Recently I attended the LtUE writer’s conference down at the Provo Marriott Hotel. I’ve been going for several years. Because this conference focuses on science fiction and fantasy writers, which I am one of, there are always too many classes to choose from. How do you decide between “Creating Your Own Language part 2 of 3” and the “Writing Martial Arts for non-martial artists”? It’s like all my childhood dreams in one place.
I attended a panel on armor, where I got to heft a helmet that had been used in mock-battles. “This baby has saved my life more times than I can count.” The presenter said as he patted the dented white metal helmet. He pointed at the grill over the eye slit. “Originally this area was open, but I had the metal worker weld these extra strips across the front. I like to keep my eyes.”
In the martial arts panel they talked about Bruce Lee taking on an NBA 7′ 4″ man who was inexperienced in martial arts. “Afterwards he (Bruce Lee) was so sore for all those really high kicks. There is a real advantage of height in martial arts vs. experience.” An audience member asked about experience vs. weapons. All four panelists answered in chorus, “Weapons, they are always going to give you the advantage.”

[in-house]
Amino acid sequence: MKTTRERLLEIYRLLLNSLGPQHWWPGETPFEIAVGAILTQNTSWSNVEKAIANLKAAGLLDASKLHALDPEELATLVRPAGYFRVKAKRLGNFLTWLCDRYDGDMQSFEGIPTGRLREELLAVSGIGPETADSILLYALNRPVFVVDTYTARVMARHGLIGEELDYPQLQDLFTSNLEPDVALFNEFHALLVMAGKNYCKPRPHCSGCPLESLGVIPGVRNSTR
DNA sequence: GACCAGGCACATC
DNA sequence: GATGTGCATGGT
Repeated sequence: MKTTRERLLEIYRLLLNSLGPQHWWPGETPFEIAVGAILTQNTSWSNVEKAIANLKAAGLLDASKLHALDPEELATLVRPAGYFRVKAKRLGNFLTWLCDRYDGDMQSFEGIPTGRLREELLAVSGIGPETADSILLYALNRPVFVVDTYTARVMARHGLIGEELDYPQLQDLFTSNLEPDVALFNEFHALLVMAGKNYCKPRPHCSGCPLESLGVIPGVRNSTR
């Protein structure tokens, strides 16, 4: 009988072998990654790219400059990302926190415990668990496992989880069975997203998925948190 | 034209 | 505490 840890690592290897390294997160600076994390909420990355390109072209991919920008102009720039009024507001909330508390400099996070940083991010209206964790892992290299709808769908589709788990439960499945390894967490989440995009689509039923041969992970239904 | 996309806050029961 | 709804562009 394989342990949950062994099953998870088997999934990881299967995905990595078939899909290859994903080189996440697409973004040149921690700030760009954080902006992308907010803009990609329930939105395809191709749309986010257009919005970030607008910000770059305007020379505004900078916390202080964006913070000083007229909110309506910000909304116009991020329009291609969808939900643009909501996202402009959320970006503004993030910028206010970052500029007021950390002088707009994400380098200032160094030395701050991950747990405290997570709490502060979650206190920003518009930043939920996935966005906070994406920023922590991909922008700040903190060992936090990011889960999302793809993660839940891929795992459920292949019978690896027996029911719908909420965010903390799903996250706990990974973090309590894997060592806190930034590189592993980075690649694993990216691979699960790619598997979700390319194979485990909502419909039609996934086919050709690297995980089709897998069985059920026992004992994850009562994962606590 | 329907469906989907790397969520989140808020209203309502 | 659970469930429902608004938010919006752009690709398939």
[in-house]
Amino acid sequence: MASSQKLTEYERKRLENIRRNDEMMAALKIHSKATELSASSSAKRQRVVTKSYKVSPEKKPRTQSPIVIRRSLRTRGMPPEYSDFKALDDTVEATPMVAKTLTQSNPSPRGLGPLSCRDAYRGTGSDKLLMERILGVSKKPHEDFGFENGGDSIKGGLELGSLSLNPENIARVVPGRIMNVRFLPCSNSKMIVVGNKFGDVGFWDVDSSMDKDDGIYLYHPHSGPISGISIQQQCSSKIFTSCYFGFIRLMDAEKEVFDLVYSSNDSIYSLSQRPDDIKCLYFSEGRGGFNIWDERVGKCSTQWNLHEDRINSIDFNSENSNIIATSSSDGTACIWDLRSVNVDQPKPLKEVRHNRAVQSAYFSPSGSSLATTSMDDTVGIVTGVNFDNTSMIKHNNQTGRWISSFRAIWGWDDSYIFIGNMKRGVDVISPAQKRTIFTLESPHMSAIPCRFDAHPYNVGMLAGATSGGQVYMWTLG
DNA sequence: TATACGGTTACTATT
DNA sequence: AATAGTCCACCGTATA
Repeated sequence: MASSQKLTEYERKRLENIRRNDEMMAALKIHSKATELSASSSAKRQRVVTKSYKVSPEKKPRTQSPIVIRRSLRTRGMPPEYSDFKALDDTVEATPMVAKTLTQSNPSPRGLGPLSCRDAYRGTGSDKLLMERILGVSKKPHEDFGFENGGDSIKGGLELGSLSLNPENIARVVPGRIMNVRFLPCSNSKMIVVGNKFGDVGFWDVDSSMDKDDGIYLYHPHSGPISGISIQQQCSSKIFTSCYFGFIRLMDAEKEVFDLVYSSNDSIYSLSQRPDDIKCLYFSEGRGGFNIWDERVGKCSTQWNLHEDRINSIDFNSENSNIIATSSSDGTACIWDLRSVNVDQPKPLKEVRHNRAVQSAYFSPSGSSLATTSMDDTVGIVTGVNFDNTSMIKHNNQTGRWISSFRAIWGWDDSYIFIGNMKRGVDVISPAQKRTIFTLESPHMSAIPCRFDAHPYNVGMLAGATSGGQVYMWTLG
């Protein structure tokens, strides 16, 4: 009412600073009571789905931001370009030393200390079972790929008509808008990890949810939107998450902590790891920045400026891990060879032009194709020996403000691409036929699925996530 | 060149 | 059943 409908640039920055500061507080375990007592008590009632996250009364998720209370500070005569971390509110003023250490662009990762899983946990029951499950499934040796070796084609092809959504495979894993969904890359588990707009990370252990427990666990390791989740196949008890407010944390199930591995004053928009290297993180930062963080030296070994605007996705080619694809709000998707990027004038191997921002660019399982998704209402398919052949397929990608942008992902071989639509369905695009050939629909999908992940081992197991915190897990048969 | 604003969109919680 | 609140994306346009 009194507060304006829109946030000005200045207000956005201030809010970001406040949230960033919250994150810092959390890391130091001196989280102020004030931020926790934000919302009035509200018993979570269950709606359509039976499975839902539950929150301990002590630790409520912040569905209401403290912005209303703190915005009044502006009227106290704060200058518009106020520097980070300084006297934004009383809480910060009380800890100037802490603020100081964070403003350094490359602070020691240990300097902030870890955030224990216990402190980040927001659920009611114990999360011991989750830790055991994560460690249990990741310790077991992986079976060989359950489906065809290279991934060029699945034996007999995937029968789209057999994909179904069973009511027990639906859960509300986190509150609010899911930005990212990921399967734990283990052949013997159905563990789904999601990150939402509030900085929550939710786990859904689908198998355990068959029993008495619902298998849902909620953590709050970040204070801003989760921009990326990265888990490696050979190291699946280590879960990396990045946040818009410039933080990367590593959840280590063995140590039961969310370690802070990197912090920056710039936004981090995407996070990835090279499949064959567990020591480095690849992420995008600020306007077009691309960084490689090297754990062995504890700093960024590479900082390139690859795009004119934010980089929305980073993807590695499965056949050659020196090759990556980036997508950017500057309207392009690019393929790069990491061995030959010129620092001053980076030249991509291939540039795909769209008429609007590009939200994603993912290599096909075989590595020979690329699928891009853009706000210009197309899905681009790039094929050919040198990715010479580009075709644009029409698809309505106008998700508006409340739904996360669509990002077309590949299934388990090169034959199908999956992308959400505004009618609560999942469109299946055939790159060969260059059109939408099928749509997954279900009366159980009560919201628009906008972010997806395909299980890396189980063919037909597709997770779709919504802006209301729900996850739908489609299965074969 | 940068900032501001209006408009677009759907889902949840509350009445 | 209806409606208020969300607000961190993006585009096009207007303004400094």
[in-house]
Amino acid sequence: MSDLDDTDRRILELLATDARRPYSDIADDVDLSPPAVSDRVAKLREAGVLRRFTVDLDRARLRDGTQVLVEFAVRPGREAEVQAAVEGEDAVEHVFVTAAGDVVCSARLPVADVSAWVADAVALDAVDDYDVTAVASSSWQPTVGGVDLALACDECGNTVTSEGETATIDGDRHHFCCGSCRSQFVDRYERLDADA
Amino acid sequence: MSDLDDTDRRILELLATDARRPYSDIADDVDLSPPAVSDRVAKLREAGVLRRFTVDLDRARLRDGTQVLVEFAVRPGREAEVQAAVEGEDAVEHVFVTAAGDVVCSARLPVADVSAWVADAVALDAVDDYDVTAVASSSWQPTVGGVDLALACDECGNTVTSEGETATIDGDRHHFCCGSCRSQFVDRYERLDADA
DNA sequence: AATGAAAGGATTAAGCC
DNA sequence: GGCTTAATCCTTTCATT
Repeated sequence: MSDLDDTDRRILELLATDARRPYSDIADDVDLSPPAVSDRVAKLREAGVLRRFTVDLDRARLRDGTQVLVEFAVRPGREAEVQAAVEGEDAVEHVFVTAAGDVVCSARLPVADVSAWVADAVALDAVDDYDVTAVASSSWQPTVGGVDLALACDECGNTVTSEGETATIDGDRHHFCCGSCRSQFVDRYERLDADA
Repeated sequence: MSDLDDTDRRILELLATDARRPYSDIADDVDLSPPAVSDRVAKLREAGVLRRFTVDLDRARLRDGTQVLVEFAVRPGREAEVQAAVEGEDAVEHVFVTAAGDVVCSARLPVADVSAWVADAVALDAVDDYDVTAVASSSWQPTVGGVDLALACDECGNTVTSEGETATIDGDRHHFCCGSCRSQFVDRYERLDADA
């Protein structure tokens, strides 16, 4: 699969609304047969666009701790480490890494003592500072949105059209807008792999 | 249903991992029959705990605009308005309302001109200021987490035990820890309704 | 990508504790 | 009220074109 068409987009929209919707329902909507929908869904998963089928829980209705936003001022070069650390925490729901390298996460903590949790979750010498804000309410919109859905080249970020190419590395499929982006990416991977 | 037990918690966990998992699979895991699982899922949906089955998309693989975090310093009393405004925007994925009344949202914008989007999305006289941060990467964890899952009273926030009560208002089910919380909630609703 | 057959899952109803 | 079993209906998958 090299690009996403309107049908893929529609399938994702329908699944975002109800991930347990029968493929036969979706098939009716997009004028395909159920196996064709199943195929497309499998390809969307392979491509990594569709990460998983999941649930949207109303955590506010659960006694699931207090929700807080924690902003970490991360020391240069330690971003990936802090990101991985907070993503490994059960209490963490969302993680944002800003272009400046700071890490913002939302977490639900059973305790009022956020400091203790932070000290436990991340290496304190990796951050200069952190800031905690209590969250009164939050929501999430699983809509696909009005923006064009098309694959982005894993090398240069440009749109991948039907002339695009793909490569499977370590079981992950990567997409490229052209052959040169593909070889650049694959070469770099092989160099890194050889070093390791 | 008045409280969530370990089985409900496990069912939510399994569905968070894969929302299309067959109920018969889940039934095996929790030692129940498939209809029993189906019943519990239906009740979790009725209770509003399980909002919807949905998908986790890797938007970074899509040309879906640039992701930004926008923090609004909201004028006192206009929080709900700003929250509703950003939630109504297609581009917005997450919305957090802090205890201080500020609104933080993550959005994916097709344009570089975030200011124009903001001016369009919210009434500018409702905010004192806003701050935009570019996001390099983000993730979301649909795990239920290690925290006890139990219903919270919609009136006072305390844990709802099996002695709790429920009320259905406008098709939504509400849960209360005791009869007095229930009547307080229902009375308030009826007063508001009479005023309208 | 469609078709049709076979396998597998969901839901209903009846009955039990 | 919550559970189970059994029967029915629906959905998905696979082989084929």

What does it say about me that I’m into learning about combat even if I’m never going to be in a fight or learning about armor, even if I never wear any? I love learning about these elements of fantastical worlds. Oh yeah, and writing about them too.
I also got to see Orson Scott Card (author of Ender’s Game and a bunch of other sci/fi fantasy) speak. He was one of my favorite authors growing up. I was worried that he wouldn’t live up to my childhood vision of who he was I got from reading his books, but I didn’t have to worry. He was fantastic. He talked about the struggle of making Ender smart. How it took him 30+ years to come up with an ending that he was satisfied with. I feel like he gave me permission to put my books published, even if I don’t feel like they are at their perfect state.